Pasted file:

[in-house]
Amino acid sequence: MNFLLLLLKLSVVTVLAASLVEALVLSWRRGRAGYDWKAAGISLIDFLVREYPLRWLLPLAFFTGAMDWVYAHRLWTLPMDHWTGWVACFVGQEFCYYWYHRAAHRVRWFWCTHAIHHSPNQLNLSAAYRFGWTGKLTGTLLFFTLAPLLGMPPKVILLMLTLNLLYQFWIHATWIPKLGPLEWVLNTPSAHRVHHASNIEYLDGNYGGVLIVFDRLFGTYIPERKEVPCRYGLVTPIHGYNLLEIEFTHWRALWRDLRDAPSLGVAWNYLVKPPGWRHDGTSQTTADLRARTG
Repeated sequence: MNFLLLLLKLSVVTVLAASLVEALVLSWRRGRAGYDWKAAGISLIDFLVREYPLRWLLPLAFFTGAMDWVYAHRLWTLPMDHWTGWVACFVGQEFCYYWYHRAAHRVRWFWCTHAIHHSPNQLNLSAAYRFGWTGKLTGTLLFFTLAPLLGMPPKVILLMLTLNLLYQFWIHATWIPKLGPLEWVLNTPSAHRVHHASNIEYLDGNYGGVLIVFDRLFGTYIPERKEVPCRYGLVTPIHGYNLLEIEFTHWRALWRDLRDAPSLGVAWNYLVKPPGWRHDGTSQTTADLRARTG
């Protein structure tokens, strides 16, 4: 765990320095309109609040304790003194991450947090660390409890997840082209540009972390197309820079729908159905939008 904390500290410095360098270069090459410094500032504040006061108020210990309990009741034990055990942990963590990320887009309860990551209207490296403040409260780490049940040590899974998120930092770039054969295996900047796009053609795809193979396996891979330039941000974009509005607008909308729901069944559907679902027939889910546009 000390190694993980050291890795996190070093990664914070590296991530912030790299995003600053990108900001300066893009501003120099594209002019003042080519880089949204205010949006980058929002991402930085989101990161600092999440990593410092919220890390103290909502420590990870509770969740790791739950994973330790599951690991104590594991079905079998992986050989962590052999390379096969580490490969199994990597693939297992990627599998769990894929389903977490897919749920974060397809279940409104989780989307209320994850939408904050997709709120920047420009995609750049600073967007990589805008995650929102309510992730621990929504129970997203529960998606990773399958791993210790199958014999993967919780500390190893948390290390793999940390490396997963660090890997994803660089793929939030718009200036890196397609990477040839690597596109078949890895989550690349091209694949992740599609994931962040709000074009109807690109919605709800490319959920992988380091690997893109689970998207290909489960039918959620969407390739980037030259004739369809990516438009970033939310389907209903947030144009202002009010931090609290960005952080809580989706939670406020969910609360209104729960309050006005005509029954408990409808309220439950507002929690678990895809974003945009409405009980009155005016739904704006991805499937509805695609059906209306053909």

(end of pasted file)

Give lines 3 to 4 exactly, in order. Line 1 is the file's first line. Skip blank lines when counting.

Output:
Repeated sequence: MNFLLLLLKLSVVTVLAASLVEALVLSWRRGRAGYDWKAAGISLIDFLVREYPLRWLLPLAFFTGAMDWVYAHRLWTLPMDHWTGWVACFVGQEFCYYWYHRAAHRVRWFWCTHAIHHSPNQLNLSAAYRFGWTGKLTGTLLFFTLAPLLGMPPKVILLMLTLNLLYQFWIHATWIPKLGPLEWVLNTPSAHRVHHASNIEYLDGNYGGVLIVFDRLFGTYIPERKEVPCRYGLVTPIHGYNLLEIEFTHWRALWRDLRDAPSLGVAWNYLVKPPGWRHDGTSQTTADLRARTG
């Protein structure tokens, strides 16, 4: 765990320095309109609040304790003194991450947090660390409890997840082209540009972390197309820079729908159905939008 904390500290410095360098270069090459410094500032504040006061108020210990309990009741034990055990942990963590990320887009309860990551209207490296403040409260780490049940040590899974998120930092770039054969295996900047796009053609795809193979396996891979330039941000974009509005607008909308729901069944559907679902027939889910546009 000390190694993980050291890795996190070093990664914070590296991530912030790299995003600053990108900001300066893009501003120099594209002019003042080519880089949204205010949006980058929002991402930085989101990161600092999440990593410092919220890390103290909502420590990870509770969740790791739950994973330790599951690991104590594991079905079998992986050989962590052999390379096969580490490969199994990597693939297992990627599998769990894929389903977490897919749920974060397809279940409104989780989307209320994850939408904050997709709120920047420009995609750049600073967007990589805008995650929102309510992730621990929504129970997203529960998606990773399958791993210790199958014999993967919780500390190893948390290390793999940390490396997963660090890997994803660089793929939030718009200036890196397609990477040839690597596109078949890895989550690349091209694949992740599609994931962040709000074009109807690109919605709800490319959920992988380091690997893109689970998207290909489960039918959620969407390739980037030259004739369809990516438009970033939310389907209903947030144009202002009010931090609290960005952080809580989706939670406020969910609360209104729960309050006005005509029954408990409808309220439950507002929690678990895809974003945009409405009980009155005016739904704006991805499937509805695609059906209306053909």